Caffeine addicts get no respect. In fact, caffeine addicts get so little respect that there are people who will argue that there’s no such thing as a caffeine addict. Granted, there are some very specific boxes that are required to be checked before you’re justified in saying that your craving is actually a legitimate drug addiction. But for those who need a Red Bull at four-hour intervals throughout the day in order to remain on top of their game/awake, it certainly seems like a very real thing.
Why do people say you can’t really be addicted to caffeine?
In the scientific community, the word “addiction” is used to identify substances that cause huge dopamine surges that discombobulate the reward system of the brain. Caffeine does influence dopamine production, but not to the necessary threshold required for it to be categorized as addictive alongside far more powerful drugs.
There is some noteworthy overlap between caffeine and other drugs in other classification areas. Aside from producing dopamine in small quantities, caffeine is obviously a stimulant, which is a categorization it shares with methamphetamine. However, according to organizations like the National Institute of Drug Abuse, caffeine isn’t technically “addictive” like meth, because it doesn’t result in the “compulsory” use of a substance even when it causes negative consequences for the person using it.
But even if caffeine doesn’t pass the threshold into the space where it could rightly be termed as addictive, those who feel the constant tug to consume it can justifiably be said to have developed a caffeine dependency, particularly because there are very real withdrawal symptoms that caffeine users endure.
What are the signs of caffeine dependency?
Among the most obvious and common signs of caffeine dependence is the withdrawal headache you’re likely to suffer through if you go for a prolonged period of time without any caffeine. Other common signs include crankiness, which is owed to the lack of dopamine your body might be accustomed to receiving from caffeine, and a general lack of energy from the absence of the adrenaline surge that caffeine is known to prompt.
Caffeine is so effective in its role as a non-addictive, but still habit-forming stimulant, that your body becomes accustomed to its presence, and you’ll find yourself plainly noticing its absence.
You can say that again! So how did I develop such a caffeine dependency in the first place?
Caffeine closely resembles adenosine, which is another molecule that’s normally present in the brain. Typically, adenosine acts as a central nervous system depressant and also supports sleep functions and suppresses arousal. Because caffeine can mimic adenosine so closely, it becomes a frighteningly effective adenosine blocker as it latches onto the same receptors that adenosine would ordinarily link up with and keeps you awake.
In order to overcome the presence of caffeine over the long term, your brain needs to produce increasingly larger quantities of adenosine. This surplus of adenosine is what ultimately leaves you feeling foggy, with larger volumes of caffeine necessitating a greater natural buildup of adenosine to combat its accumulation. To counter such grogginess, you consume greater volumes of caffeine, and the cycle continues as your caffeine tolerance grows progressively stronger and stronger, and your dependency persists and deepens.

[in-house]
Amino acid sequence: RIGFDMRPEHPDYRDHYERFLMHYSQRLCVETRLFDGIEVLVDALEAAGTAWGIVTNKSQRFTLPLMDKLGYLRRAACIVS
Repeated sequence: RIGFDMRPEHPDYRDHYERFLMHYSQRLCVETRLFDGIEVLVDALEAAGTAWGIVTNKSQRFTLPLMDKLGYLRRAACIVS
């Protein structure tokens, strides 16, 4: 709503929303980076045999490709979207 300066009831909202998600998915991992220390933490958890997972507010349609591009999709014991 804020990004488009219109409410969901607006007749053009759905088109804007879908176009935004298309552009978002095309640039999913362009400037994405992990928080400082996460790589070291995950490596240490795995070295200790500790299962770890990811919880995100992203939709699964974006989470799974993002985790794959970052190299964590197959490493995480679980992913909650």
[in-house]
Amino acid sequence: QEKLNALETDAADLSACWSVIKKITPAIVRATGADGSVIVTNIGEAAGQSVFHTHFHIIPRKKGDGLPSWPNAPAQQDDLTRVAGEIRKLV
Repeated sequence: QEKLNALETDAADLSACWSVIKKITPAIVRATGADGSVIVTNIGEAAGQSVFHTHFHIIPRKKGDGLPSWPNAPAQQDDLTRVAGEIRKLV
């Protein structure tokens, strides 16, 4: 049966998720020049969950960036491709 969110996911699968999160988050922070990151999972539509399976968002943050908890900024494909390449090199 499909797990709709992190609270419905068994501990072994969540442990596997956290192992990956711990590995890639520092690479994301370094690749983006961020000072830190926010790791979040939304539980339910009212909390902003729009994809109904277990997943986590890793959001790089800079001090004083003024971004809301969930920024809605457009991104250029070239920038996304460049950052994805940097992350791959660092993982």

Despite what you may have learned from watching Futurama, there are no benefits to deepening the dependency pit so far that you can withstand the collective caffeine infusions of 100 cups of coffee per day. At the very least, you will not be granted the gift of superhuman speed.
Okay, I admit it. I exhibit all the signs of a caffeine dependency. How do I get rid of it?
According to the experts, the worst thing you can do is instantaneously quit caffeine, cold turkey. As noble and earnest as your intentions might seem, the likeliest outcome to this course of action is going to be you, miserable, complaining about an insufferable headache, followed by you caving in and feeding your caffeine demon once again.
Fortunately, you don’t need to treat the weaning process with the same level of severity as you would for hard drugs, which means you can take steps that are less drastic. If you’d ordinarily drink six cups of coffee each day, see if you can slowly begin substituting decaffeinated coffee for a few of those doses. If you’re a three-a-day Monster Energy drinker, replacing a few of those high-caffeine energy drinks with practically any regular soda option will satisfy your desire for carbonation while drastically lowering your caffeine consumption. Finally, see if you can replace any of those caffeinated beverages with water. Water can provide you with hydration and naturally increase your alertness, while simultaneously flushing and eliminating caffeine from your system.
Good plan. I’ll get started after the New Year… probably.
Understandably, caffeine drinking is a tough habit to break. Not only is caffeine consumed daily by 85 percent of Americans, but caffeine is also virtually ubiquitous wherever beverages are sold. Again, though, kicking caffeine dependency isn’t necessarily a matter of “just saying no,” it’s a matter of saying “just some of the time.”